The Review of Austrian Economics, 17:2/3, 187–202, 2004.
2004 Kluwer Academic Publishers. Manufactured in The Netherlands.
Exit and Voice in U.S. Settlement Change
PETER GORDON email@example.com
HARRY W. RICHARDSON firstname.lastname@example.org
University of Southern California, Los Angeles, CA 90089-0626, USA
Abstract. The prescriptions of top-down land use planners and the actions of the people who shape U.S. cities,
consumers and developers, are at odds. In spite of various recent pronouncements that the “Smart Growth”
movement has begun to reverse suburbanization trends, the opposite appears to be the case. Population data
from the 2000 census and employment trend data from the Commerce Department’s REIS (Regional Economic
Information System) ﬁle corroborate the view that the decentralization of people and jobs continues. Falling
transportation and communications costs strongly suggest that most people will continue to choose suburban
The move to new communities in suburban and exurban areas has been accompanied by a parallel move
to private communities. In the past 25 years, about 40 million Americans have moved into private communi-
ties. Over the same period, the suburbs have grown by approximately 55 million. In addition to the advantages
associated with suburban and private community living, both offer more secure property rights. Governance ar-
rangements in private communities must pass a market test; governance in newer communities is less likely to
be hampered by established interest groups and lobbies. Both outcomes can be seen as institutional adaptations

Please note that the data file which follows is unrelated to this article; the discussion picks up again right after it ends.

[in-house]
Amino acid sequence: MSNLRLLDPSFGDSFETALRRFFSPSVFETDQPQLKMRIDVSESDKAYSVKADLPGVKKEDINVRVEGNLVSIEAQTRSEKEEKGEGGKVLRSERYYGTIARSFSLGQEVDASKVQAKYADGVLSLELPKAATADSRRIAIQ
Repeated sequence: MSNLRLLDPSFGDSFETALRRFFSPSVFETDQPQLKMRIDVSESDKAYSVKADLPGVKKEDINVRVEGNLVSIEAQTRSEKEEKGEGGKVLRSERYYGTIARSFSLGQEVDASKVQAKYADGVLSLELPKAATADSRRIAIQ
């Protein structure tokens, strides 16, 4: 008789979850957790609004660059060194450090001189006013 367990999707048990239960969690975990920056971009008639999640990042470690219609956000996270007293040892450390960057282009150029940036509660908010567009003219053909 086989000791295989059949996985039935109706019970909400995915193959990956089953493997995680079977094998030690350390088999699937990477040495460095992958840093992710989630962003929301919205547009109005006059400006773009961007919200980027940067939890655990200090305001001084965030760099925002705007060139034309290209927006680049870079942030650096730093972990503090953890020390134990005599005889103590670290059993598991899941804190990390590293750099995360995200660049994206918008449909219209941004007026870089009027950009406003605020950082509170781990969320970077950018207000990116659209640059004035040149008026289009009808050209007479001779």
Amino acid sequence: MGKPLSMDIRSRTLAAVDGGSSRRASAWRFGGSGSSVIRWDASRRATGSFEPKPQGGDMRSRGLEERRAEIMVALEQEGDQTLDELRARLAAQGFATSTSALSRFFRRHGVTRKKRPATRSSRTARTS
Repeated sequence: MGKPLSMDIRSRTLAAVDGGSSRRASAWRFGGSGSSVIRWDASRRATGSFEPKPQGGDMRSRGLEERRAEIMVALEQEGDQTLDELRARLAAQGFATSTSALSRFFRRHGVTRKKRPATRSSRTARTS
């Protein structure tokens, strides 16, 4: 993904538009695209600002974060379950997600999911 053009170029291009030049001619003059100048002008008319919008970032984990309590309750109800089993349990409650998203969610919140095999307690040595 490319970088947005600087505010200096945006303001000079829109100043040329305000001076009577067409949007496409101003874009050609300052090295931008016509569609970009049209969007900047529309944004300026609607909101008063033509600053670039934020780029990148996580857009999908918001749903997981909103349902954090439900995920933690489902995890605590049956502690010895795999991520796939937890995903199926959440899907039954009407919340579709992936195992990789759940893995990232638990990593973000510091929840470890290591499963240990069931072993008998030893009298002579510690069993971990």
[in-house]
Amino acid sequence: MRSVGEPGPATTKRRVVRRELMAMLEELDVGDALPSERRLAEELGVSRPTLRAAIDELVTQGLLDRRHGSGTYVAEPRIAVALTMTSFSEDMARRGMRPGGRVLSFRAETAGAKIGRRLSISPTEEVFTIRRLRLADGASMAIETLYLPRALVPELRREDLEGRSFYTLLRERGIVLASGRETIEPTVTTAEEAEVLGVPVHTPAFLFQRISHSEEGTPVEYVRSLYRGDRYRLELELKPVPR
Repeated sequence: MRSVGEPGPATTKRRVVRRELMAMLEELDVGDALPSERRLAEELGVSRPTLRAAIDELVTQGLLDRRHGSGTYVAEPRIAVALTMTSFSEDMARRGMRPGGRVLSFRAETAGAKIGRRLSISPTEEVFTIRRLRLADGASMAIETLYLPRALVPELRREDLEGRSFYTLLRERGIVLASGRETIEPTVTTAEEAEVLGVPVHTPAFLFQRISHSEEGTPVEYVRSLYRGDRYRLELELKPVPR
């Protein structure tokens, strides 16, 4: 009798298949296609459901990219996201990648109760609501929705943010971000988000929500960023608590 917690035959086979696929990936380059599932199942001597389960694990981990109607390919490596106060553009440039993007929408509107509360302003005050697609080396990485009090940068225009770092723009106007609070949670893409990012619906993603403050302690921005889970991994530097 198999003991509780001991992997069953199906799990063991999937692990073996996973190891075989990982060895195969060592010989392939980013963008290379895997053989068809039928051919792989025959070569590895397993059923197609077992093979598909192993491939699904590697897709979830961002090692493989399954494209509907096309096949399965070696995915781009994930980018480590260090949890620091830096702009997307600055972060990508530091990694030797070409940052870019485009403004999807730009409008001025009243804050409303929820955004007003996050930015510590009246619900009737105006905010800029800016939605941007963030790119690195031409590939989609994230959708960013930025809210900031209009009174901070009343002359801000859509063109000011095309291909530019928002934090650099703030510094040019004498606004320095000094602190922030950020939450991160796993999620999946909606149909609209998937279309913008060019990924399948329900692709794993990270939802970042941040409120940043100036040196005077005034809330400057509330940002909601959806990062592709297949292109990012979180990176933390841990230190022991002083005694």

to the threat posed to property by an environmental movement working hard to implement top-down land use
KeyWords: land use regulations, settlement changes
JEL classiﬁcation: R23, R52
Urban sprawl has become the slander of choice among critics of modern cities.
most taunts, there is little speciﬁcity and there exists no widely accepted deﬁnition of the
term. Academic critics are usually content to presume various market failures while most
other critics want people to live at higher densities but have no way of specifying how
high. It would be simpler if they settled for the clearer label auto-oriented development.
Private mobility is the near universal choice and, as always, settlement patterns respond to
the dominant mode of transportation. Dispersed settlement patterns, in turn, increase the
demand for personal transportation, and so forth.
If there are signiﬁcant resulting externalities, these can be dealt with directly without con-
travening the lifestyle choices of most of the population. There is, of course, the widespread
political aversion to the use of market mechanisms in this way because rationing via price
This work presented at the 27th Annual Conference of The Association of Private Enterprise Education, April 7–9,
2002, Cancun, Mexico.